An organ stop is a component of a pipe organ that admits pressurized air to a set of organ pipes. Its name comes from the fact that stops can be used selectively by the organist, some can be on, the term can refer to the control that operates this mechanism, commonly called a stop tab, stop knob, or drawknob. On electric or electronic organs that imitate a pipe organ, the terms are often used, with the exception of the Hammond organ and clonewheel organs. The term is sometimes used as a synonym for register. Registration is the art of combining stops, the phrase pull out all the stops has entered general usage, for deploying all available means to pursue a goal. Organ pipes are organized within the organ according to note and timbre. A set of pipes producing the same timbre for each note is called a rank, while each key on a pipe organ controls a note which may be sounded by different ranks of pipes, alone or in combination. The use of stops enables the organist to selectively turn off certain ranks in order to produce different combinations of sounds, a stop may be linked to a single rank, or to multiple ranks.
While nowadays one speaks of drawing a stop to select a particular rank or set of ranks, when the organist desires a rank to sound, he or she operates the corresponding control at the console, allowing wind to flow to the pipes. Likewise, the organist can deny wind to the pipes by operating the control in the opposite direction. Common stop controls include stop knobs, which move in and out of the console, and stop tabs, some organs, particularly smaller historical organs from England or Spain, feature divided registers, in which there are two stop knobs for certain ranks. One stop knob will control the upper portion of the keyboard, over the course of the history of the pipe organ, there have been several different designs by which stops are actuated. In the longest-standing design, known as the slider chest, there is a strip of material called a slider which fits underneath a given rank of pipes, the slider has small holes drilled in it, one for each pipe in the rank. When the stop is set such that pipes are inactive, the holes are misaligned with the pipes, when the stop is set such that the pipes are active, the slider moves over, aligning the holes with the pipes, allowing air to reach them.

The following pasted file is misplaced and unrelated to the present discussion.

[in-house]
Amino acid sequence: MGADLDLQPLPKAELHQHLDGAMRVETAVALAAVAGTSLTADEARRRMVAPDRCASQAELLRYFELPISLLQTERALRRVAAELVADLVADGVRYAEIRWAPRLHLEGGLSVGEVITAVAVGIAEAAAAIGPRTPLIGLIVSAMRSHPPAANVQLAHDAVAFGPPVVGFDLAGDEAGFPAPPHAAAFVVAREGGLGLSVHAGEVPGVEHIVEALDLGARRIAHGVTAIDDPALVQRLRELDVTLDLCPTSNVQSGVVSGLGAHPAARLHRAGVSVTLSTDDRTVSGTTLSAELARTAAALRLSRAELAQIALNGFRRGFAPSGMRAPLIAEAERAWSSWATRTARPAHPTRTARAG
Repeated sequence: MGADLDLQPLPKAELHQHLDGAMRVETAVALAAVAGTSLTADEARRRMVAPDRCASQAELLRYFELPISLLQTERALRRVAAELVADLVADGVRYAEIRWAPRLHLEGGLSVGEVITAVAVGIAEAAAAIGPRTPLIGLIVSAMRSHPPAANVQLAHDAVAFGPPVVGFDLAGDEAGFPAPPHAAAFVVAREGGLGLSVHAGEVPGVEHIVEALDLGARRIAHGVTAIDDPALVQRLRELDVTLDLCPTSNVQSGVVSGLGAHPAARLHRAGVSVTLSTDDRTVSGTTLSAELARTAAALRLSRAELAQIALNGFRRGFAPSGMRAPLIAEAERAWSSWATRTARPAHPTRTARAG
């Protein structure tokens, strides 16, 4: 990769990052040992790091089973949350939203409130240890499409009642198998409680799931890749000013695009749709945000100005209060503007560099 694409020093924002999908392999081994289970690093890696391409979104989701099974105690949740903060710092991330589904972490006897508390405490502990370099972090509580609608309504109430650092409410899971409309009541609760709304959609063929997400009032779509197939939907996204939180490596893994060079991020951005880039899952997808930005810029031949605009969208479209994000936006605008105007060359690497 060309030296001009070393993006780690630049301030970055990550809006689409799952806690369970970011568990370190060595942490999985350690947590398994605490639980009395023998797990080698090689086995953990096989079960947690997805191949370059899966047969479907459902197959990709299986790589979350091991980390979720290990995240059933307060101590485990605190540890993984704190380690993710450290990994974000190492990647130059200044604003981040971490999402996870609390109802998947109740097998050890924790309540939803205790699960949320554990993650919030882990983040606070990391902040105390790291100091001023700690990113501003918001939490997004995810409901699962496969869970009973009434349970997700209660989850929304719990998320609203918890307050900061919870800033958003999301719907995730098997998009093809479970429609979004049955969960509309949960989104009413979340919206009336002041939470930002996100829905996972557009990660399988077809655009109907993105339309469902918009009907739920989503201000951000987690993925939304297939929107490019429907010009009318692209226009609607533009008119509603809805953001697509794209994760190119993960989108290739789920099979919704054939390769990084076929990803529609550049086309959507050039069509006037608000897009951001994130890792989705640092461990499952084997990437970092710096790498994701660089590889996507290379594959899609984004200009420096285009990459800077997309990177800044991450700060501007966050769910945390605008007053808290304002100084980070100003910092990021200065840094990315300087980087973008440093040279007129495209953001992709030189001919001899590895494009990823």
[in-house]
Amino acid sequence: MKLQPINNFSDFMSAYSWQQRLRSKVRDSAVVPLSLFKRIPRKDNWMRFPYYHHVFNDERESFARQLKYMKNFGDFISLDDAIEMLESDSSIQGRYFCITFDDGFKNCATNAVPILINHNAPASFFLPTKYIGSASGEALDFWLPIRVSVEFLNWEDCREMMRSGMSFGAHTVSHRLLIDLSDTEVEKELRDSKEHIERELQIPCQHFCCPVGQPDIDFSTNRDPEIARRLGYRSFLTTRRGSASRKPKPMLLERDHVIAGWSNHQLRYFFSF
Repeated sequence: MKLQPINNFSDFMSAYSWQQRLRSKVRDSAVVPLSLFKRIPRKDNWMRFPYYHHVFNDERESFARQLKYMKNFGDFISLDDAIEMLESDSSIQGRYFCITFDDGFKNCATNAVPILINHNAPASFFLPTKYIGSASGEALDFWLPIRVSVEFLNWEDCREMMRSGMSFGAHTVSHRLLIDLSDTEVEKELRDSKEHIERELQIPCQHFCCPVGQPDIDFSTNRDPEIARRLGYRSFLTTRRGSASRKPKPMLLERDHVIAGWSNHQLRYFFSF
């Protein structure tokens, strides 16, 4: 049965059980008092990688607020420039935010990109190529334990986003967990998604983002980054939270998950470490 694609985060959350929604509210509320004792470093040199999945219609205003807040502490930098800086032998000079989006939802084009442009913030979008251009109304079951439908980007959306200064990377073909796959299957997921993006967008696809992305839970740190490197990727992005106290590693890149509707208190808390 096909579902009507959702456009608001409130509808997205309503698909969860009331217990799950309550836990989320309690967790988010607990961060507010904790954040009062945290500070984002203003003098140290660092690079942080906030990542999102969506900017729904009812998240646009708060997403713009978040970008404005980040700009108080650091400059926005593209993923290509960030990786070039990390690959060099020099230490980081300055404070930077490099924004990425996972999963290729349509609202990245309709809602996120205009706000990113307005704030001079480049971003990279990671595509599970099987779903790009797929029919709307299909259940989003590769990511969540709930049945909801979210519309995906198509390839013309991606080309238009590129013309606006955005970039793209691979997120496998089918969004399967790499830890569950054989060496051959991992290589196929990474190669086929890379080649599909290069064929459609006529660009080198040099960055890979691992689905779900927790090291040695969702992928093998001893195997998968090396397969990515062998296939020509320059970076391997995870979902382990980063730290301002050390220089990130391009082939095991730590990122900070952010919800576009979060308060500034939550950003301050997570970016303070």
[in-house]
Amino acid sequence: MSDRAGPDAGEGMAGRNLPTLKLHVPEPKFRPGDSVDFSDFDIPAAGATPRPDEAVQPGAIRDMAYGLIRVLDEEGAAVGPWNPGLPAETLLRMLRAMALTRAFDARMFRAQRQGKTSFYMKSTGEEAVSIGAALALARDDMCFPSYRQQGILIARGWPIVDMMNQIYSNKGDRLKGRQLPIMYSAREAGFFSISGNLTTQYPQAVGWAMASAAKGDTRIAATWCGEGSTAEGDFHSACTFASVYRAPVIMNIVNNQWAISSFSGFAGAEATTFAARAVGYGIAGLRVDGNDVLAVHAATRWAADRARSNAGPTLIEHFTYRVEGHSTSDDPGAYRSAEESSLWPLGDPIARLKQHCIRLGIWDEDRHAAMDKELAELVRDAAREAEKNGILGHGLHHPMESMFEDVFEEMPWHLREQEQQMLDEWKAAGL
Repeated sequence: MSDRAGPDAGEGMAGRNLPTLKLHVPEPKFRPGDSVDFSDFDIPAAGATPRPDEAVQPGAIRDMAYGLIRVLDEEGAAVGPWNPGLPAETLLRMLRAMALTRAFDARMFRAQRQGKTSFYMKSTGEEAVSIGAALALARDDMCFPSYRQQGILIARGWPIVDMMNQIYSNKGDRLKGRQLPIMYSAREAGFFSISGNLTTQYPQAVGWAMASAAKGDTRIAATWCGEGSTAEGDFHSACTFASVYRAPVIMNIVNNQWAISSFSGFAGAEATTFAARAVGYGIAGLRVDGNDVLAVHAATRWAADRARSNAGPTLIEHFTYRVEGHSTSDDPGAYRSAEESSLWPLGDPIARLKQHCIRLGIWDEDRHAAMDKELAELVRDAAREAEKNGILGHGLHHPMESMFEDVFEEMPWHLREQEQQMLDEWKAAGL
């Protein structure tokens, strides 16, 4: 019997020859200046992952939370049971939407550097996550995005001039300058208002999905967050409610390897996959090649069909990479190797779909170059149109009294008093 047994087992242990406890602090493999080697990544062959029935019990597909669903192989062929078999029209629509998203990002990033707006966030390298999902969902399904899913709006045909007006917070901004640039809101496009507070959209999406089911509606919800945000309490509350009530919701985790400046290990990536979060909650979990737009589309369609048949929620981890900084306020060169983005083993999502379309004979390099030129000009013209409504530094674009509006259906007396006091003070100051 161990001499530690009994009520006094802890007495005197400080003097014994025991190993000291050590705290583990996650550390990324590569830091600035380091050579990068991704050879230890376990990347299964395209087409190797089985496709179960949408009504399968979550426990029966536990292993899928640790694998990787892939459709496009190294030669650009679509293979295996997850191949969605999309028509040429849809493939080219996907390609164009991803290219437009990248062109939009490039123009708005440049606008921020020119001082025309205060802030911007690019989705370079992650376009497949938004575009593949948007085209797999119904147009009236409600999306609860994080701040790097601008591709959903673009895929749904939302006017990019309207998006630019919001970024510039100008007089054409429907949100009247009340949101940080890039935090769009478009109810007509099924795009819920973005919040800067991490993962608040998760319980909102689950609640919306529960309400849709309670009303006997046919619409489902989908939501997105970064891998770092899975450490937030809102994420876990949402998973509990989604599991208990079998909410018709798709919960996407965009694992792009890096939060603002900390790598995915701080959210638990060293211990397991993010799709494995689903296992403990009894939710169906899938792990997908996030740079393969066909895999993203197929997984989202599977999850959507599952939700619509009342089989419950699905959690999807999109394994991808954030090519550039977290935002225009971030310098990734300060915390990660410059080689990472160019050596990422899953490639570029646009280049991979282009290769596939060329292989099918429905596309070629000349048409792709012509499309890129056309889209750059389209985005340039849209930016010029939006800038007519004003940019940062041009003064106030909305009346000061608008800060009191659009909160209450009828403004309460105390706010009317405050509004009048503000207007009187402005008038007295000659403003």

Because the slider chest was developed before the advent of electricity, many organs originally built with mechanical actuators have been retrofitted with electric actuators. Other common designs include the spring chest, the valve chest. The term unification refers to the practice of expanding the resources of an organ without adding extra pipes by making notes available to different stops from the same rank of pipes. For example, an 8′ Gedeckt may be available as a 4′ Gedeckt
The pope is the Bishop of Rome and, the leader of the worldwide Catholic Church. The current pope is Francis, who was elected on 13 March 2013, the office of the pope is the papacy. The pope is considered one of the worlds most powerful people because of his diplomatic and he is head of state of Vatican City, a sovereign city-state entirely enclaved within the Italian capital city of Rome. The papacy is one of the most enduring institutions in the world and has had a prominent part in world history, the popes in ancient times helped in the spread of Christianity and the resolution of various doctrinal disputes. In the Middle Ages, they played a role of importance in Western Europe. Currently, in addition to the expansion of the Christian faith and doctrine, the popes are involved in ecumenism and interfaith dialogue, charitable work, who originally had no temporal powers, in some periods of history accrued wide powers similar to those of temporal rulers. In recent centuries, popes were gradually forced to give up temporal power, the word pope derives from Greek πάππας meaning father.